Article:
"I don't blame him wanting to go up," Glenn told CNN's "The Capital Gang." "And he's right. It's an incredible experience . . . But I just think it's a misuse of the spacecraft, and it was supposed to be for research."
Despite misgivings from NASA that Tito should have waited to take his joyride until more construction was completed on the multi-billion dollar complex, the trip ignited speculation that others among the jet-set would set their sights higher than the atmosphere.
Names that have surfaced include filmmaker James Cameron, an Oscar-winner looking for the perfect camera angle to capture planet Earth.
While praising Cameron for waiting for NASA's blessing to ride to the station, NASA chief Dan Goldin constantly took swipes at Tito before reporters and congress, referring to the gigantic ego and space unworthiness of the Wall Street investor.
"The current situation has put an incredible stress on the men and women of NASA," Goldin told a House subcommittee on Wednesday.
"Mr. Tito does not realize the effort of thousands of people, United States and Russia, who are working to protect his safety and the safety of everyone else."
Floating upward more than 200 miles, such protests hardly penetrated the thick hull of the floating complex, where Tito, a former NASA rocket scientist, enjoyed the congenial support of his Soyuz comrades, the courteous hospitality of two NASA astronauts living on Alpha and a warm embrace when he met the station's Russian commander.
Filled with the sounds of arias and overtures and the sights of passing continents and oceans, the serene world of citizen explorer Tito was interrupted only by an early bout of space nausea.
And the occasional press conference, when he dismissed Goldin's assertion that his presence threatened the safety of the space pros. Rather, Tito, who paid up to $20 million for the roundtrip vacation, was actually pitching in to help.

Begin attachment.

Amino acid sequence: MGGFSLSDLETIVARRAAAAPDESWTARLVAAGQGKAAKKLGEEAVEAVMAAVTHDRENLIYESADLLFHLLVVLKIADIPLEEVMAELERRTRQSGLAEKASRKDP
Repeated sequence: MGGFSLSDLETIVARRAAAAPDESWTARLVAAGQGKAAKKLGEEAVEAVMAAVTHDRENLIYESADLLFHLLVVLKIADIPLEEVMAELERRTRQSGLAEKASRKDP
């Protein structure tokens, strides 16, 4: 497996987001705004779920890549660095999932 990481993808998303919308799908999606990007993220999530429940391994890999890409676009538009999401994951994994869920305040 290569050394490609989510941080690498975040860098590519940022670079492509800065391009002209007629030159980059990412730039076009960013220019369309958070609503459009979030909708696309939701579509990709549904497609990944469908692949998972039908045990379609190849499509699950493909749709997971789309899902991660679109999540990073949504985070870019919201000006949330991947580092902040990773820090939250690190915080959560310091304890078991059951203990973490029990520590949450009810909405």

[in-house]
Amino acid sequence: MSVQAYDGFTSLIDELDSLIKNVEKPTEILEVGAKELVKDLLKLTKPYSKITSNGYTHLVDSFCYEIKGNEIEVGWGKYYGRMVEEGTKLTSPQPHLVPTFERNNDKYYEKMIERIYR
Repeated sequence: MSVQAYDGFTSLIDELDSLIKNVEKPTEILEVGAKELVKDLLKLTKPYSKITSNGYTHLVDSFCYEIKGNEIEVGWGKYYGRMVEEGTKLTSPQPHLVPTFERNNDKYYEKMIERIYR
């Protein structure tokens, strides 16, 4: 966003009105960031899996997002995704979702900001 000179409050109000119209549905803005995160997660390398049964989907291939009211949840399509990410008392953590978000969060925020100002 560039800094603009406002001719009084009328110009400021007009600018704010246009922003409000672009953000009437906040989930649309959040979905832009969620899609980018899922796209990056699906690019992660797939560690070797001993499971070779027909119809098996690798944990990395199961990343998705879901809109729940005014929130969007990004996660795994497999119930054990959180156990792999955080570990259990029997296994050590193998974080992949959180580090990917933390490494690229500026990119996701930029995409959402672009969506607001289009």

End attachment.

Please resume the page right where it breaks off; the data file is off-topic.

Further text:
"I've been shelling out food and doing rather menial tasks to assist the crew and give them more time for their other work," Tito said.
Safety was the reason Tito, 60, could make the trip in the first place. He tagged along with Russians Talgat Musabayev and Yuri Baturin, who delivered a fresh Soyuz escape capsule to Alpha last Monday.
A new Soyuz is needed every six months because toxic fuels aboard the Russian ships degrade and possibly corrode engine parts over time. The old vessel had about two weeks left on its 200-day warranty.
NASA, the leading partner among 16 nations piecing Alpha together, took umbrage because Moscow sold a seat on the Soyuz taxi flight to a non-professional.
But the cash-strapped Russian space program, which controls the passenger list on the essential Soyuz mission, could continue its experiment in high-flying capitalism, especially considering the ticket price covers the cost of the entire flight. Many will likely be ready to pay.
"Before I flew to space, I had no idea how comfortable it would be," Tito said. "I think if a lot of people know what I know now there would be a huge demand."
Perennial cash shortages, which prompted the Russians to start their space tourism business, have dogged Moscow's space programme since the collapse of the Soviet Union. In part theyforced Russia to abandon its pioneering Mir space station in March after a record-breaking 15 years.
Washington is footing the lion's share of the cost of the project, but Moscow, which has unrivalled experience of long-term space flight, has designed and built many key parts.
It sees U.S. opposition to the Tito flight as politically motivated.
Space tourist earns his keep
International Space Station